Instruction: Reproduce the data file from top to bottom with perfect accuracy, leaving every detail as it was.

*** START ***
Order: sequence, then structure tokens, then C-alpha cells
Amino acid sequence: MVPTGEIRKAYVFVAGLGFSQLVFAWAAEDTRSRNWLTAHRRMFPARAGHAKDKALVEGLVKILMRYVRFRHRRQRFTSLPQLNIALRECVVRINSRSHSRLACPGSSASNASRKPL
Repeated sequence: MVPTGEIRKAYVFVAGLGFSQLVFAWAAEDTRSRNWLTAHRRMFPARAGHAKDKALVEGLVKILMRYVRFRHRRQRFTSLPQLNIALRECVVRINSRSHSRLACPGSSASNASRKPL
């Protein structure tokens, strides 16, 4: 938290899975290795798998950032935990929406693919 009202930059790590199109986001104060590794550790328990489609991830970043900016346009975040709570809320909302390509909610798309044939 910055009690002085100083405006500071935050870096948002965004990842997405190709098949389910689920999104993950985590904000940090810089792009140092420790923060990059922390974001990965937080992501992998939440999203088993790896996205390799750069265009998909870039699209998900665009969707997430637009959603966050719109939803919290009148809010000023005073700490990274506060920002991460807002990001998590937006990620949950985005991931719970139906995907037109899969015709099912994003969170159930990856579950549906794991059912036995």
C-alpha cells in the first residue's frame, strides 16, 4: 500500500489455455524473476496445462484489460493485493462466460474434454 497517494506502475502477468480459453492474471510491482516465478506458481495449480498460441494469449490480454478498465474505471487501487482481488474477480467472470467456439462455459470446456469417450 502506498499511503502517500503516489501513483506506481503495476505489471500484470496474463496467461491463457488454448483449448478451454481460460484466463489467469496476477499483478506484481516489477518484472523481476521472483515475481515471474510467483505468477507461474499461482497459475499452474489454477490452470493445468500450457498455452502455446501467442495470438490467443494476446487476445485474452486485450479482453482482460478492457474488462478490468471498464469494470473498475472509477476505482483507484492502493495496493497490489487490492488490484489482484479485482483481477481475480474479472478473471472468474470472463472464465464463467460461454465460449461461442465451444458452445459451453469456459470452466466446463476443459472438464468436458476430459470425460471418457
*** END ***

Order: sequence, then structure tokens, then C-alpha cells
Amino acid sequence: MVPTGEIRKAYVFVAGLGFSQLVFAWAAEDTRSRNWLTAHRRMFPARAGHAKDKALVEGLVKILMRYVRFRHRRQRFTSLPQLNIALRECVVRINSRSHSRLACPGSSASNASRKPL
Repeated sequence: MVPTGEIRKAYVFVAGLGFSQLVFAWAAEDTRSRNWLTAHRRMFPARAGHAKDKALVEGLVKILMRYVRFRHRRQRFTSLPQLNIALRECVVRINSRSHSRLACPGSSASNASRKPL
């Protein structure tokens, strides 16, 4: 938290899975290795798998950032935990929406693919 009202930059790590199109986001104060590794550790328990489609991830970043900016346009975040709570809320909302390509909610798309044939 910055009690002085100083405006500071935050870096948002965004990842997405190709098949389910689920999104993950985590904000940090810089792009140092420790923060990059922390974001990965937080992501992998939440999203088993790896996205390799750069265009998909870039699209998900665009969707997430637009959603966050719109939803919290009148809010000023005073700490990274506060920002991460807002990001998590937006990620949950985005991931719970139906995907037109899969015709099912994003969170159930990856579950549906794991059912036995």
C-alpha cells in the first residue's frame, strides 16, 4: 500500500489455455524473476496445462484489460493485493462466460474434454 497517494506502475502477468480459453492474471510491482516465478506458481495449480498460441494469449490480454478498465474505471487501487482481488474477480467472470467456439462455459470446456469417450 502506498499511503502517500503516489501513483506506481503495476505489471500484470496474463496467461491463457488454448483449448478451454481460460484466463489467469496476477499483478506484481516489477518484472523481476521472483515475481515471474510467483505468477507461474499461482497459475499452474489454477490452470493445468500450457498455452502455446501467442495470438490467443494476446487476445485474452486485450479482453482482460478492457474488462478490468471498464469494470473498475472509477476505482483507484492502493495496493497490489487490492488490484489482484479485482483481477481475480474479472478473471472468474470472463472464465464463467460461454465460449461461442465451444458452445459451453469456459470452466466446463476443459472438464468436458476430459470425460471418457